And we forget that they are just fantasies, just ideas. Have a beautiful day This is mine, that is yours. It is a fundamental truth: This is my nation, that is yours. But, if I stop and truly look, and avoid the impulse to immediately label what it is I see as a tree, that is when I recognize the immensity of the encounter.
Some eventually get coaxed back to bed, and they turn, smiling, remembering what they already have. We imagine that the constant act of definition-separation-categorization is the same thing as clear seeing. The same for nations. No one can claim the name of Pedro, nobody is Rosa or Maria, all of us are dust or sand, all of us are rain under rain.
But, if I stop and truly look, and avoid the impulse to immediately label what it is I see as a tree, that is when I recognize the immensity of the encounter.
When we learn to stop reflexively naming everything we see, then we actually see it for the first time. I see a majestic being rising from the creekside, growing from its environment, embodying the land that surrounds it, giving the place presence, while patiently watching me to see if I return its gaze.
But where are the days actually divided? Neruda makes this clear by reminding us that they are meaningless at nighttime when we sleep, for that is the only time most people cease dividing up reality. Too Many Names Mondays are meshed with Tuesdays and the week with the whole year.
If these separations and divisions had any actuality, they would continue to exist whether or not we sustained them through mental effort. And he is right. Being the crazy poet that he is, Neruda has discovered something that we are normally too busy to recognize as we endlessly categorize and define.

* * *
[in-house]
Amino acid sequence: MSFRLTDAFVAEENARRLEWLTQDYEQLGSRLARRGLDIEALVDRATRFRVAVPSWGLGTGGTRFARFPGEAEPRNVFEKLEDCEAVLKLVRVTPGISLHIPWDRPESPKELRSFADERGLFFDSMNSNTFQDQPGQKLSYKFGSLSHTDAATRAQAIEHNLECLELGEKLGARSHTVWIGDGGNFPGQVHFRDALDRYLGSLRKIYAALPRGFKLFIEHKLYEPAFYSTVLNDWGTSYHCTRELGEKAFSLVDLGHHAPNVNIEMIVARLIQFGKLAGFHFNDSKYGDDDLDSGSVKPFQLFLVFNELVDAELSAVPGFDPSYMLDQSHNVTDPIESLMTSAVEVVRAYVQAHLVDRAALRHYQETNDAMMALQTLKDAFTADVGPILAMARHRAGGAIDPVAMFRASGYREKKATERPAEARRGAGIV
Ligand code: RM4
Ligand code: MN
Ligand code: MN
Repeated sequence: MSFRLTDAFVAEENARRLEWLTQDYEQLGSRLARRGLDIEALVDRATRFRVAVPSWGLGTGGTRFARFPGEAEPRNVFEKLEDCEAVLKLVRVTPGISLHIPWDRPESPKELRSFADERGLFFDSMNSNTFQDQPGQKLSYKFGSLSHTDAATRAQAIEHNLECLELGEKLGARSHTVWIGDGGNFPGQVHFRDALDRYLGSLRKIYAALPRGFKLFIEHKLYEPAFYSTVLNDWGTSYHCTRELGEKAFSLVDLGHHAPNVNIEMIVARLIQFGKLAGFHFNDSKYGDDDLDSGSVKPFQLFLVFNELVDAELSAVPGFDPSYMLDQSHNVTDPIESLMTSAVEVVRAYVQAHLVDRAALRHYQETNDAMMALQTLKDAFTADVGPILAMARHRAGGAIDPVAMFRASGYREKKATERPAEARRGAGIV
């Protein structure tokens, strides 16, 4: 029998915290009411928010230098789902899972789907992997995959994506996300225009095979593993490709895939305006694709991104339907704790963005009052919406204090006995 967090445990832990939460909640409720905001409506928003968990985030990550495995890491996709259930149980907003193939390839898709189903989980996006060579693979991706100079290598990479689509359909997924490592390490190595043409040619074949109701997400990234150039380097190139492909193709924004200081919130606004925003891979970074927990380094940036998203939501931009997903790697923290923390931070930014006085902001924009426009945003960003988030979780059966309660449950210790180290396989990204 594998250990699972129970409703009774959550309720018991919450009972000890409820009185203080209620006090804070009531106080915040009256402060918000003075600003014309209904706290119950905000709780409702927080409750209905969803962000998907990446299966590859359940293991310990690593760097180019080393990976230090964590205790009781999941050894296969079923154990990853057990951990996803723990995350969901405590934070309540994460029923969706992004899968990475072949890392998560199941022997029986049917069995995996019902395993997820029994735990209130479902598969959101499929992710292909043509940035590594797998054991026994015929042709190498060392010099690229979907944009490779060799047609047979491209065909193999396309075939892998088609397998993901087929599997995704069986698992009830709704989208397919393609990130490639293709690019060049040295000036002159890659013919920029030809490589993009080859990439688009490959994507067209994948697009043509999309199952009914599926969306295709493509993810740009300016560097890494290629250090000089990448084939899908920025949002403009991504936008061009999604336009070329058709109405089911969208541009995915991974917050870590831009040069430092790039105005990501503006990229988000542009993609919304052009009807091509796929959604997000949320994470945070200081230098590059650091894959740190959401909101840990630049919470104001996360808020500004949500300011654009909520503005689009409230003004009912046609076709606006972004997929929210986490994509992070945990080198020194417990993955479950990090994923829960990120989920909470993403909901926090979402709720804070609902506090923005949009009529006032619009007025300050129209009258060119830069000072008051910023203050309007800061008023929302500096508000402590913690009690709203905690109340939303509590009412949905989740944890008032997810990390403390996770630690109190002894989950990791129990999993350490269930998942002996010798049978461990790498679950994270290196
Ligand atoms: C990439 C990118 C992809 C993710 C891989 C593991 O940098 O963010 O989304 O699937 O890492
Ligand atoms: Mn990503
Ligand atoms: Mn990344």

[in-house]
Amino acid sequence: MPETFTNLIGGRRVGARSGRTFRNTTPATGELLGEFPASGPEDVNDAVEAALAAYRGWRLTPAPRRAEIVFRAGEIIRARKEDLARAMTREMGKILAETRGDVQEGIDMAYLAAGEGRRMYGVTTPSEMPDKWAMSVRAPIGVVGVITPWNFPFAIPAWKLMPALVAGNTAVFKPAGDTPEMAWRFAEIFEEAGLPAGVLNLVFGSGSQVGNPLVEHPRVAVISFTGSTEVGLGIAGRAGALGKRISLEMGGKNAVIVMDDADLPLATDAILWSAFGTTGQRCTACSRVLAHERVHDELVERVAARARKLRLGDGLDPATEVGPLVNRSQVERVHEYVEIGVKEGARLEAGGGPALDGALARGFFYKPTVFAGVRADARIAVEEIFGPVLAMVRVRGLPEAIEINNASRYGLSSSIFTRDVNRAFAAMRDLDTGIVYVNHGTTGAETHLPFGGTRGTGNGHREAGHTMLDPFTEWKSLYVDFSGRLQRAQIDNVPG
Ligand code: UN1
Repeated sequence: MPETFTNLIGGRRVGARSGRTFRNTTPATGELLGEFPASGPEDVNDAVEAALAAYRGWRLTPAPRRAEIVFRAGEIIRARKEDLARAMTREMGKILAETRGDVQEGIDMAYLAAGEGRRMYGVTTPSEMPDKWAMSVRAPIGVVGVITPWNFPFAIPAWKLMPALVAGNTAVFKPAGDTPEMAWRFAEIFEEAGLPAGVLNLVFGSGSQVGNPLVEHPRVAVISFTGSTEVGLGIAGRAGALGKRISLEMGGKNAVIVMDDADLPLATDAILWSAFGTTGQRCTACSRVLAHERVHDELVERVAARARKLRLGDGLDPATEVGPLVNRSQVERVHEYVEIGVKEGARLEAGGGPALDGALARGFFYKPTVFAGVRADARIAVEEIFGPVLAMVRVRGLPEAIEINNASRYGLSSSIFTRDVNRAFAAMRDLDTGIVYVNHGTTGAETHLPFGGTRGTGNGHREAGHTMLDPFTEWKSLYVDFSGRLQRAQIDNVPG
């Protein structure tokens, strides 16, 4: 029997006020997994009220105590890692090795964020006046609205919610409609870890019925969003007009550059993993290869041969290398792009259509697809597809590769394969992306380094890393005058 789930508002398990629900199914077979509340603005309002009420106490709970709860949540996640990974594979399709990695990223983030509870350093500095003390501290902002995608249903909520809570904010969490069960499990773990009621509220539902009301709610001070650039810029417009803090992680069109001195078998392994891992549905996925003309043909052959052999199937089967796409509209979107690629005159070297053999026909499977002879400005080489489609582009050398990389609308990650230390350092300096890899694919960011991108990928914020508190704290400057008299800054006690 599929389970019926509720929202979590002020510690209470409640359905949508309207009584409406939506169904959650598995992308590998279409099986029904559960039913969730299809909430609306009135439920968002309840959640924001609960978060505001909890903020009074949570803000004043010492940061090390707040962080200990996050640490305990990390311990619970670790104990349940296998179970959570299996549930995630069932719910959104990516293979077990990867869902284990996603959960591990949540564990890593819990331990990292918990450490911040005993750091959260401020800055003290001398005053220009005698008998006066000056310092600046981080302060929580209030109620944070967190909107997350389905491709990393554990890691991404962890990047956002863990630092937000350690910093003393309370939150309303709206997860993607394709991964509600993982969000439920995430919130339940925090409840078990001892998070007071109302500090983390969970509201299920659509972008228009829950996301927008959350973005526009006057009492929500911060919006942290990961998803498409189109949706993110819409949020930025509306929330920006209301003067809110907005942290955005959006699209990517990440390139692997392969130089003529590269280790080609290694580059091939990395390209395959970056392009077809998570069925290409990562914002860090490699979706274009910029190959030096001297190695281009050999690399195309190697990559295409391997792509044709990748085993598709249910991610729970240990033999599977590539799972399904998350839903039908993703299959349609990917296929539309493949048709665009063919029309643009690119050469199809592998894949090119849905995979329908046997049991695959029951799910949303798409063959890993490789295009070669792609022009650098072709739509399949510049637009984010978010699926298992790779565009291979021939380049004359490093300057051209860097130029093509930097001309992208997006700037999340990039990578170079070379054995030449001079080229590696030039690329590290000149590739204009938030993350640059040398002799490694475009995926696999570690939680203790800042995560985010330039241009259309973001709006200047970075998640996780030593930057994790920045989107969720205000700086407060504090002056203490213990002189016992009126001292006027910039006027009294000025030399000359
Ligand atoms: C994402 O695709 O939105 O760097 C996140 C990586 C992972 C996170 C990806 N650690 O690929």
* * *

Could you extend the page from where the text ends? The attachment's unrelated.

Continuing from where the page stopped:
Granger I love this poem by Neruda. Have a beautiful day… and make it even more beautiful by mixing it up! I know only the skin of the earth and I know it is without a name.
Time lost its shoes.Neruda talks of continuity. The fabric of time is unending and cannot be cut with ‘weary scissors’. He says that the days are blurring together.
He asks why we should have names which are made-up things. None of us really are from any countries which are made-up things, too. Mondays are meshed with Tuesdays and the whole week with the whole year.
Time cannot be cut with your exhausted scissors, and all the names of the day. with so many faltering names, with so many sad formalities, with so many pompous letters, with so much of yours and mine, with so much of signing of papers.
I have a mind to confuse things, unite them, bring them to birth, mix them up, undress them, until the light of the world has the oneness of the ocean, a generous, vast wholeness, a crepitant fragrance.
Oct 17, · Well of course I want things.
Everybody, at least once in their lives, has stayed awake all night thinking about the things they want. Some eventually get coaxed back to bed, and they turn, smiling, remembering what they already have.
The rest of us — well, the rest of us are here. Pacing around the. TOO MANY NAMES CRITICAL APPRECIATION Neruda talks of continuity. The fabric of time is unending and cannot be cut with ‘weary scissors’.
He says that the days are blurring together. Too many Names Summary. In linesNeruda is saying that the days are blurring together. Time is just a wash, bleeding daily into the night. In lines He is saying that, ultimately we do not have names.
Names are made-up things.
None of us really are .Download